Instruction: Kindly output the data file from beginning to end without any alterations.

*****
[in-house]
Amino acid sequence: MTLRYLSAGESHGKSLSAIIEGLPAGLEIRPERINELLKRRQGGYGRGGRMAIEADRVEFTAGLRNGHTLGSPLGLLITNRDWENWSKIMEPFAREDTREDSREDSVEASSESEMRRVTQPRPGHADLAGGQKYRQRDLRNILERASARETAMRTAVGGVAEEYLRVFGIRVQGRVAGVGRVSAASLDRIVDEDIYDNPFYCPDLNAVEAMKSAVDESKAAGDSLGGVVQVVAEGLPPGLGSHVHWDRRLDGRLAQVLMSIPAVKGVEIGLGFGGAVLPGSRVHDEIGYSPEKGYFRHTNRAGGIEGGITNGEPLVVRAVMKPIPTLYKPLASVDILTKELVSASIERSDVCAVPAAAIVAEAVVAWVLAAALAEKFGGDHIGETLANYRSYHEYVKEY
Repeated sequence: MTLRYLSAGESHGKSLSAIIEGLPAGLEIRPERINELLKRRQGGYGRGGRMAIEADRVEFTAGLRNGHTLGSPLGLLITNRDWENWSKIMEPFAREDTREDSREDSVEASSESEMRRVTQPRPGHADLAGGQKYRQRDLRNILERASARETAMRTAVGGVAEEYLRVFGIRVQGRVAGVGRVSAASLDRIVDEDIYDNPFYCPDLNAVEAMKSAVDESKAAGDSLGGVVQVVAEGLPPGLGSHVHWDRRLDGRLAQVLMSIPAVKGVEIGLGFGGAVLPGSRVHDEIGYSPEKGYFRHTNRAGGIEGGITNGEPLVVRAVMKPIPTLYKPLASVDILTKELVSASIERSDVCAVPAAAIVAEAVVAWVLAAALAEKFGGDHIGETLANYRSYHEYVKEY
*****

[in-house]
Amino acid sequence: MTLRYLSAGESHGKSLSAIIEGLPAGLEIRPERINELLKRRQGGYGRGGRMAIEADRVEFTAGLRNGHTLGSPLGLLITNRDWENWSKIMEPFAREDTREDSREDSVEASSESEMRRVTQPRPGHADLAGGQKYRQRDLRNILERASARETAMRTAVGGVAEEYLRVFGIRVQGRVAGVGRVSAASLDRIVDEDIYDNPFYCPDLNAVEAMKSAVDESKAAGDSLGGVVQVVAEGLPPGLGSHVHWDRRLDGRLAQVLMSIPAVKGVEIGLGFGGAVLPGSRVHDEIGYSPEKGYFRHTNRAGGIEGGITNGEPLVVRAVMKPIPTLYKPLASVDILTKELVSASIERSDVCAVPAAAIVAEAVVAWVLAAALAEKFGGDHIGETLANYRSYHEYVKEY
Repeated sequence: MTLRYLSAGESHGKSLSAIIEGLPAGLEIRPERINELLKRRQGGYGRGGRMAIEADRVEFTAGLRNGHTLGSPLGLLITNRDWENWSKIMEPFAREDTREDSREDSVEASSESEMRRVTQPRPGHADLAGGQKYRQRDLRNILERASARETAMRTAVGGVAEEYLRVFGIRVQGRVAGVGRVSAASLDRIVDEDIYDNPFYCPDLNAVEAMKSAVDESKAAGDSLGGVVQVVAEGLPPGLGSHVHWDRRLDGRLAQVLMSIPAVKGVEIGLGFGGAVLPGSRVHDEIGYSPEKGYFRHTNRAGGIEGGITNGEPLVVRAVMKPIPTLYKPLASVDILTKELVSASIERSDVCAVPAAAIVAEAVVAWVLAAALAEKFGGDHIGETLANYRSYHEYVKEY